I love Passover dinner. When I lived near my family it was one of my favorite holiday meals. When my husband and I first started dating he came to my grandparent’s house for Seder. I need to give a little back story, my mother converted to Judaism when she married my father. She was raised Episcopalian and to this day we celebrate all of the Jewish and Christian holidays. My husband is a Catholic and was a little intimidated by the thought of having to participate in our Seder dinner. Being the nerd that he is, he researched all about Passover and the sequence of events. For years, my mom had been made fun of by my dad’s family for stumbling over the Hebrew when it came time to read her portion of the Haggadah. My mom was thrilled at the idea that some other person was going to get made fun of at our table, but lo and behold, Mr. Google spewed out perfect Hebrew and showed her up. This incident was 7 years ago and she still reminds my husband of it often.
I try to carry on the traditions that I had as a child for my own children and this year I really was urged by Mr. Google to make a Seder dinner. I think that he was just angling for a brisket. We had been in Los Angeles all last week and got home last night so I threw this together this afternoon. I do not have all of the Passover items to have a true Seder dinner, but our dinner had the spirit of Passover. I bought my children this book and they were thrilled that there was Matzoh Man on our table.
I have to give myself some props as I started this dinner at 2pm and had it on the table at 5pm. Granted, I broke the garbage disposal but I will not let that little nugget dampen my victory.
I did not use a true recipe for this recipe. I called my mother and she was less than specific about how to make it. This is my winging it version.
1 – 3.5 pound brisket
3 onions sliced thin
3/4 cup chili sauce
1/4 cup ketchup
1 cup red wine
4 Tablespoons brown sugar
3 Tablespoons apple cider vinegar
3 cloves chopped garlic
1 teaspoon fresh thyme
salt and pepper
Mix all of the sauce ingredients together. Give it a taste. It should be a good balance of sweet and sour. If it needs more sweet, add more sugar, if it needs more sour, add more vinegar. Season well.
I got fancy, Kobe brisket, but any old brisket will do.
Pat dry. This is a very important step. The beef needs to be very dry before it goes into the pan. If it is wet, it will steam instead of sear which is what you want. Season with salt and pepper right before you sear it. Crank up the heat in your pan and add a little oil. It needs to be screaming hot before the beef goes in. We are after a nice crispy crust on the outside of our brisket.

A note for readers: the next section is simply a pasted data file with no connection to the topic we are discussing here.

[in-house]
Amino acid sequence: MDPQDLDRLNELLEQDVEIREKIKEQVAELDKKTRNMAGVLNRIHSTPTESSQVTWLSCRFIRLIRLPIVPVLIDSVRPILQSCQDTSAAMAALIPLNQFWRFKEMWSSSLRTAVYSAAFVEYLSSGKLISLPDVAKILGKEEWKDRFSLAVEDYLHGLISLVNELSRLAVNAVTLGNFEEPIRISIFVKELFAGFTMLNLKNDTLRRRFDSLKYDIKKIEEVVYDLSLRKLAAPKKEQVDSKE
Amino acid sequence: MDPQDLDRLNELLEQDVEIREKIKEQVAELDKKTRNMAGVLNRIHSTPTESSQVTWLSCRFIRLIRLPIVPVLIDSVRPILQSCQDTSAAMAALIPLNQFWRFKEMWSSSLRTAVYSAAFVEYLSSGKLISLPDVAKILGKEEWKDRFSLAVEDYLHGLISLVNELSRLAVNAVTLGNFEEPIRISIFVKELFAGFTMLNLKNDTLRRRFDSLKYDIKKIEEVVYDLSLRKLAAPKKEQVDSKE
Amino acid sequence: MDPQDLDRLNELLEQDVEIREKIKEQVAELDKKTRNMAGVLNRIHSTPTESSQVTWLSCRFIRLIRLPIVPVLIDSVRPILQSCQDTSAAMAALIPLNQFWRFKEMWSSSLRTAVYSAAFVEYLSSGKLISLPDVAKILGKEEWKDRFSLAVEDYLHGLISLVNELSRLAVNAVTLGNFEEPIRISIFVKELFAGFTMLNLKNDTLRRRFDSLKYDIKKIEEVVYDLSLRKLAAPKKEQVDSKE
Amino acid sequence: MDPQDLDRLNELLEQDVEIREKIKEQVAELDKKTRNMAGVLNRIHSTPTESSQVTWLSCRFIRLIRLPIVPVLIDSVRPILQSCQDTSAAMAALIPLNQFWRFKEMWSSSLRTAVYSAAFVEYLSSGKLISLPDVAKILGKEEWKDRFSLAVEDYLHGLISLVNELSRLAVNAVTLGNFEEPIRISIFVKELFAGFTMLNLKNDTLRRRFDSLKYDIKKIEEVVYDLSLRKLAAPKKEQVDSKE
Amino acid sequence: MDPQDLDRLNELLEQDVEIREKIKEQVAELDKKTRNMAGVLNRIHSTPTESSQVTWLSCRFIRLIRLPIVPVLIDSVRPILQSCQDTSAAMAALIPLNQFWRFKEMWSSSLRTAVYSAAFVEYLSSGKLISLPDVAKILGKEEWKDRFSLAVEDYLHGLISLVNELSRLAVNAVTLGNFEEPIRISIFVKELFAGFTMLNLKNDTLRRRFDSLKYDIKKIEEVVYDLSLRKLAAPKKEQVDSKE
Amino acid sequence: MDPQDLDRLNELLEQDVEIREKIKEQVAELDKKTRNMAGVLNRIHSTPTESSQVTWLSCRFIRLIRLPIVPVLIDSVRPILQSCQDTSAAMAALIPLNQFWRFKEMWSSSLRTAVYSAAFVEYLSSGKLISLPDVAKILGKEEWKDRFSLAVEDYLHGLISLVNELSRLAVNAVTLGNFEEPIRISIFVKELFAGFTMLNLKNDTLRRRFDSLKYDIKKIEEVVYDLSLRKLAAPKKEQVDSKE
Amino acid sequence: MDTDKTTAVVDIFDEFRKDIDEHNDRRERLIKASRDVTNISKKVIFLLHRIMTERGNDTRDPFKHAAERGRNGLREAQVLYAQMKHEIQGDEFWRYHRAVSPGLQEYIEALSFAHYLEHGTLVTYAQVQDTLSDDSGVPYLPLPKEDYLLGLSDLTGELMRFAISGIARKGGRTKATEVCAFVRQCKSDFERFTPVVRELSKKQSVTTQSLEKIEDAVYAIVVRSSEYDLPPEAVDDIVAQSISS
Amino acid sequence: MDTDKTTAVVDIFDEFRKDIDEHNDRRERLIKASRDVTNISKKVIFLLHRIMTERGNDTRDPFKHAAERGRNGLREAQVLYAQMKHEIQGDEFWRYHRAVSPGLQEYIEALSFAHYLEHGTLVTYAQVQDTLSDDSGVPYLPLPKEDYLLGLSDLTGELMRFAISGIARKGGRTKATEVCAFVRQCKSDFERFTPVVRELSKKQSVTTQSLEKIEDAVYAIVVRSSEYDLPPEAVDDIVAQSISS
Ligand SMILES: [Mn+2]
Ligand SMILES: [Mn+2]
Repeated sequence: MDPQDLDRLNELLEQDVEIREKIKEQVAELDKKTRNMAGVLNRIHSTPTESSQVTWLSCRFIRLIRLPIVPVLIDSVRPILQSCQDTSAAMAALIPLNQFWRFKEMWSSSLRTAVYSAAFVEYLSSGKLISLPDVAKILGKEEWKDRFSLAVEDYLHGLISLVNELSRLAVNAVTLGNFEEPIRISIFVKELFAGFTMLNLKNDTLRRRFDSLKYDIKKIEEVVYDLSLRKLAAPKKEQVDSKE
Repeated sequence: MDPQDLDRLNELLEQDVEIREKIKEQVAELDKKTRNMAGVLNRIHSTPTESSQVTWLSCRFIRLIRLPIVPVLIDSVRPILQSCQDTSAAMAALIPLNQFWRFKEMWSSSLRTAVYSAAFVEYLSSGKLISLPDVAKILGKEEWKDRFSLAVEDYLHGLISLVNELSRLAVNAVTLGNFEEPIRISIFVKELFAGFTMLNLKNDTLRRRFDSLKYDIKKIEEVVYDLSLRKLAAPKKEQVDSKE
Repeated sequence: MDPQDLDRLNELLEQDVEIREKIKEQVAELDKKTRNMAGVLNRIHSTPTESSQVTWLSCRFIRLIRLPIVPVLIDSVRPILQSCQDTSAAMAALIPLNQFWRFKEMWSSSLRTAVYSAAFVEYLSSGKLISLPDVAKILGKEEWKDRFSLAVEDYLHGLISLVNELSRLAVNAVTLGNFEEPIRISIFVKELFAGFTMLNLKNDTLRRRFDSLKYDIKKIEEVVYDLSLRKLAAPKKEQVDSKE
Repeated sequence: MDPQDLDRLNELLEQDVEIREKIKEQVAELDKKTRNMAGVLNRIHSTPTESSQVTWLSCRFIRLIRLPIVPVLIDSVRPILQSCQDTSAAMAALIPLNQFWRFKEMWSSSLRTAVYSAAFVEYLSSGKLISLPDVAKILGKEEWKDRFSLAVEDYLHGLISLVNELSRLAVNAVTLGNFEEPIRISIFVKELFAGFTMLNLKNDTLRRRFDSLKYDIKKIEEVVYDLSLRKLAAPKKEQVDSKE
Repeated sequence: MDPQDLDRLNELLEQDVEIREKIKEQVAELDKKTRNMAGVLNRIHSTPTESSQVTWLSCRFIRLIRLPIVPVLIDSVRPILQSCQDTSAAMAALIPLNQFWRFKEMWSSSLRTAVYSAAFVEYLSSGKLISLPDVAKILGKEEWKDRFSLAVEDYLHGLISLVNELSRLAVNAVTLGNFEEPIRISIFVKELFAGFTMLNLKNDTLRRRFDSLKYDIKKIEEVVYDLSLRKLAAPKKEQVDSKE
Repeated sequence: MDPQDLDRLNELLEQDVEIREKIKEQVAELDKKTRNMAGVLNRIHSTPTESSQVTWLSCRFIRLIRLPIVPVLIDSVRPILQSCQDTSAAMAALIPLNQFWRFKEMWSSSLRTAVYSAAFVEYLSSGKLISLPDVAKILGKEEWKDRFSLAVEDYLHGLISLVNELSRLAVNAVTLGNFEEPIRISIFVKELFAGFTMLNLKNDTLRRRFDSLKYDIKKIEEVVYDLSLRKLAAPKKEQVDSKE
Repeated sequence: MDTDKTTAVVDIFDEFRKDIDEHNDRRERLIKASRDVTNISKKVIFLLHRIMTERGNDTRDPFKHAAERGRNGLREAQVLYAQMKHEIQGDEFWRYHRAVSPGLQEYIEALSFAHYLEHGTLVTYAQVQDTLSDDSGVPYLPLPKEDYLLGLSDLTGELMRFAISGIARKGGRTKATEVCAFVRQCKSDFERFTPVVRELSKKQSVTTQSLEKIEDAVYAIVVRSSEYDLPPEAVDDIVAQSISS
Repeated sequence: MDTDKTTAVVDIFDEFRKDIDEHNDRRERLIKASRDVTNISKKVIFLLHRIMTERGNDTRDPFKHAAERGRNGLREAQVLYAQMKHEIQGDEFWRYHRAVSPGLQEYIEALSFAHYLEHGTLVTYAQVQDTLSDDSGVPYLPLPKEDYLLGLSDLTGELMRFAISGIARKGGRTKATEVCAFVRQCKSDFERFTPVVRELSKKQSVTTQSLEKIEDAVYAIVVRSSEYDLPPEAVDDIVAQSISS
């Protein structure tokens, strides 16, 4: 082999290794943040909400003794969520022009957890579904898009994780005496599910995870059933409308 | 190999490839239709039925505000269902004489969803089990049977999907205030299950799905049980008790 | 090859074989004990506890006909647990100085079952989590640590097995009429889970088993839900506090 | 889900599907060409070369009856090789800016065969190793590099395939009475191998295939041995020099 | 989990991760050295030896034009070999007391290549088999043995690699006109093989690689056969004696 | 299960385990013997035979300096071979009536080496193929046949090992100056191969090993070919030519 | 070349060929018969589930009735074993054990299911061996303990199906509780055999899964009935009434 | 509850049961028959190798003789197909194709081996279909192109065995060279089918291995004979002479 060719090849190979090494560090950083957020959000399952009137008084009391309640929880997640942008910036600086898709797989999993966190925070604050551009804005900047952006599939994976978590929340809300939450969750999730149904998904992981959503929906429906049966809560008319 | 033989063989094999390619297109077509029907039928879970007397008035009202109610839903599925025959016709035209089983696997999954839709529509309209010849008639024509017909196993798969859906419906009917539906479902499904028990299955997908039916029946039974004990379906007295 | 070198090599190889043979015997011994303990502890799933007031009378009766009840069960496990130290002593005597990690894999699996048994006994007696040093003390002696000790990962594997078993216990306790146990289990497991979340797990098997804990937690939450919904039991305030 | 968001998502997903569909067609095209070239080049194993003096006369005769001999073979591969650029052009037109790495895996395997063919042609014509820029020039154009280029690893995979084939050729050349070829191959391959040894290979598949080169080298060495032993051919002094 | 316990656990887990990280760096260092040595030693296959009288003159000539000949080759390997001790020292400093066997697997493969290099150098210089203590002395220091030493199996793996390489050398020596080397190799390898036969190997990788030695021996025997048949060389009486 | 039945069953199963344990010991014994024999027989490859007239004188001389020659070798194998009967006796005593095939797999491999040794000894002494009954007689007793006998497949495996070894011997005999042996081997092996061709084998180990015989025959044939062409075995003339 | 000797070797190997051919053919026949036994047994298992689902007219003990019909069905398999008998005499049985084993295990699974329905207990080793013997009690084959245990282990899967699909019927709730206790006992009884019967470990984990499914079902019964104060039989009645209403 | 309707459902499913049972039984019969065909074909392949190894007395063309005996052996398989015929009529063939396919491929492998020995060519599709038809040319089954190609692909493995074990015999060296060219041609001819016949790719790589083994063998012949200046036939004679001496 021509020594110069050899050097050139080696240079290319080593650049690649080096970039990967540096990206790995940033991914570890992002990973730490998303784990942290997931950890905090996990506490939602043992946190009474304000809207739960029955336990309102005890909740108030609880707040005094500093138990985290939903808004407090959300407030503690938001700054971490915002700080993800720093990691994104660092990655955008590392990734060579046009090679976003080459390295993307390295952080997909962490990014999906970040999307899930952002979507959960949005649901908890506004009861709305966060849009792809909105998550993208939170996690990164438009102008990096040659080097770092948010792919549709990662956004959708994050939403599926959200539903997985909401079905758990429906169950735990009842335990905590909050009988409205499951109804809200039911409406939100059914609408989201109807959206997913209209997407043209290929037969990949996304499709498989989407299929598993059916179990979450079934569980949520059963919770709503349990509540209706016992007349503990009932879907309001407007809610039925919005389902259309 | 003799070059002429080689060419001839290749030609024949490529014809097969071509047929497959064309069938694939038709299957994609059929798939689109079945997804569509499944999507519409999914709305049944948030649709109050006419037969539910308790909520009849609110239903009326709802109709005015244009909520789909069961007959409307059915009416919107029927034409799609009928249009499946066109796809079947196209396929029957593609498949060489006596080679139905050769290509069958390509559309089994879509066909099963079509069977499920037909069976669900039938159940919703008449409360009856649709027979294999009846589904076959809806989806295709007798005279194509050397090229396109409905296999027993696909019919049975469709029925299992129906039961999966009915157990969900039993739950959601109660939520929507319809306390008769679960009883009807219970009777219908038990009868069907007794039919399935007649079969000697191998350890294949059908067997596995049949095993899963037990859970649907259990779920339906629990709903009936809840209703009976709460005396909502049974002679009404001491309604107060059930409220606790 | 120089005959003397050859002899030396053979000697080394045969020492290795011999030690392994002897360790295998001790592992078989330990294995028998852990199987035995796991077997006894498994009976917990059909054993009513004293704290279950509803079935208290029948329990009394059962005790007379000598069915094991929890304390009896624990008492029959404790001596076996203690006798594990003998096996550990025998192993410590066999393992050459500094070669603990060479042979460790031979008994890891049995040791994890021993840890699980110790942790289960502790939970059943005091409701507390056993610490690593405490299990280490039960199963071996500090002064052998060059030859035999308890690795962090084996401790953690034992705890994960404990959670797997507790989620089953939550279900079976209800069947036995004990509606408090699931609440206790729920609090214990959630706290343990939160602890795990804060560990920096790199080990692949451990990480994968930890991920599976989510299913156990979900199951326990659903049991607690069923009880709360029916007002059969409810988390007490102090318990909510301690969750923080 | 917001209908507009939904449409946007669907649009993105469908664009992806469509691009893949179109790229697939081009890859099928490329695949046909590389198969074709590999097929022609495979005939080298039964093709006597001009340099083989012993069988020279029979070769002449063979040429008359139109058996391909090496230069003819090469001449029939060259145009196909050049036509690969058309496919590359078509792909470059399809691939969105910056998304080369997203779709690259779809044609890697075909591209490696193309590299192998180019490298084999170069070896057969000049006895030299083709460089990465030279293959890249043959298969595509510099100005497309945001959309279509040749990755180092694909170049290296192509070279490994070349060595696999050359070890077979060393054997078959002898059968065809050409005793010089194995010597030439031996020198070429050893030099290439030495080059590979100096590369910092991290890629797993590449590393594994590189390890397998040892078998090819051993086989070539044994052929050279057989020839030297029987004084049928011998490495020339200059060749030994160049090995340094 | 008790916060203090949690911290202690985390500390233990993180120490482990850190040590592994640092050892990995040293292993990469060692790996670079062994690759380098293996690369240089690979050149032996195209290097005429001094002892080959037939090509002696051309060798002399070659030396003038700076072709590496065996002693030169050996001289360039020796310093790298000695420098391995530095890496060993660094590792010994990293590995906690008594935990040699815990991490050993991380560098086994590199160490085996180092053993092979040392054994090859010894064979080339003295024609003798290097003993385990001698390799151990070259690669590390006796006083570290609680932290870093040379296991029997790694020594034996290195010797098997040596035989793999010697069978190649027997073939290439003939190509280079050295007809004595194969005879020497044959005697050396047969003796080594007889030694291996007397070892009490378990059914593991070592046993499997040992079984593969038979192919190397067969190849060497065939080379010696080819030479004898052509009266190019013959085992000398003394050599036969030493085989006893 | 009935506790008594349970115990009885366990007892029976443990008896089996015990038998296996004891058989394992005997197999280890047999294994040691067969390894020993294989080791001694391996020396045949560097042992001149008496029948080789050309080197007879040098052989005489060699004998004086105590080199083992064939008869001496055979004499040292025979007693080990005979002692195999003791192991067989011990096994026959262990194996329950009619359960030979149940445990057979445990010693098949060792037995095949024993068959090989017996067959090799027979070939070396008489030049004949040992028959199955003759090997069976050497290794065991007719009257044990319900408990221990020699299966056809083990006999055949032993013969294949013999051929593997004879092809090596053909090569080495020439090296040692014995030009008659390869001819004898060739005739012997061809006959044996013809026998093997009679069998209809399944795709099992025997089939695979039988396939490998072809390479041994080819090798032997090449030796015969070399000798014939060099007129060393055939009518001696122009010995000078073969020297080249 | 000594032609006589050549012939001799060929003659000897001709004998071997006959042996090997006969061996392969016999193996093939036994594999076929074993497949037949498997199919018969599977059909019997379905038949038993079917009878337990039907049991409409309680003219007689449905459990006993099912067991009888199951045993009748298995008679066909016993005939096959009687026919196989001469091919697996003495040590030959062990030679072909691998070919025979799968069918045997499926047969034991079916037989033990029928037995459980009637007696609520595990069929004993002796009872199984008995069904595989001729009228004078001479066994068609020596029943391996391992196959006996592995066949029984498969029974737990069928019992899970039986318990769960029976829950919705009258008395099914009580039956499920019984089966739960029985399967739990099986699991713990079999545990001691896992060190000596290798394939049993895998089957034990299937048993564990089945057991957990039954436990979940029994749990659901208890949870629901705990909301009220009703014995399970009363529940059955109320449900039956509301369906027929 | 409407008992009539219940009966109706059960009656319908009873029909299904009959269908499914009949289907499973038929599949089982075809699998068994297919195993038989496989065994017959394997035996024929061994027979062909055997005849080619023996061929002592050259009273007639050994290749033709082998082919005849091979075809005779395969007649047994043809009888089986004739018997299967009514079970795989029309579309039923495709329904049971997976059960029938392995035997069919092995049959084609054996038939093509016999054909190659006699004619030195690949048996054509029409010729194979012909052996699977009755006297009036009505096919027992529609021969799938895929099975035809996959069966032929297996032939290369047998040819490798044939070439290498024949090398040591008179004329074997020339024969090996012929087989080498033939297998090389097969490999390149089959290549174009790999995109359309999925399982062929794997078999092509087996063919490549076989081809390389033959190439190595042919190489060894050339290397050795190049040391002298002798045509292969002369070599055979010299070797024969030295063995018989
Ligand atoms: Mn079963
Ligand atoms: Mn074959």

When both sides are seared put it in your roasting pan.
Pour the sauce all over the brisket.
Cover the brisket with the sliced onions.
Add a few sprigs of thyme and season with salt and pepper.
Cover with tin foil. I have a lid for this roasting pan. In fact, this is my favorite roasting vesicle, but my mom and my grandmother, and Rose Zawid, who made many, many of our Passover dinners always covered the brisket in tin foil. I do not mess with tradition. I do as I am told.
Put the brisket in a 300 degree oven. I hesitate to give an exact time as it depends on how large your brisket is. Mine was 3.5 pounds and it cooked for almost 3 hours. Brisket should be fork tender. If it is not fork tender, put it back in the oven until it is.
Let your house permeate with the most delicious aroma. Get on with the other parts of your meal.
Let it rest a bit before you cut it. Slice on the bias against the grain. This is very important. If you cut with the grain, you will lost the texture of the brisket and it will be tough. This brisket was tender and succulent and all around delicious. This can be made a day ahead of time. In fact, I recommend that you do make it in advance. It will be even better the second day.
I served this with smashed potatoes, steamed asparagus, thyme and white wine carrots, matzah and homemade haroset.
This is so good that I will not be saving this dish for Passover. Make one and share it with your friends.
A little disclaimer – Passover dinner is serious business. There are very strict rules. I hope that I followed them correctly, but I make no promises.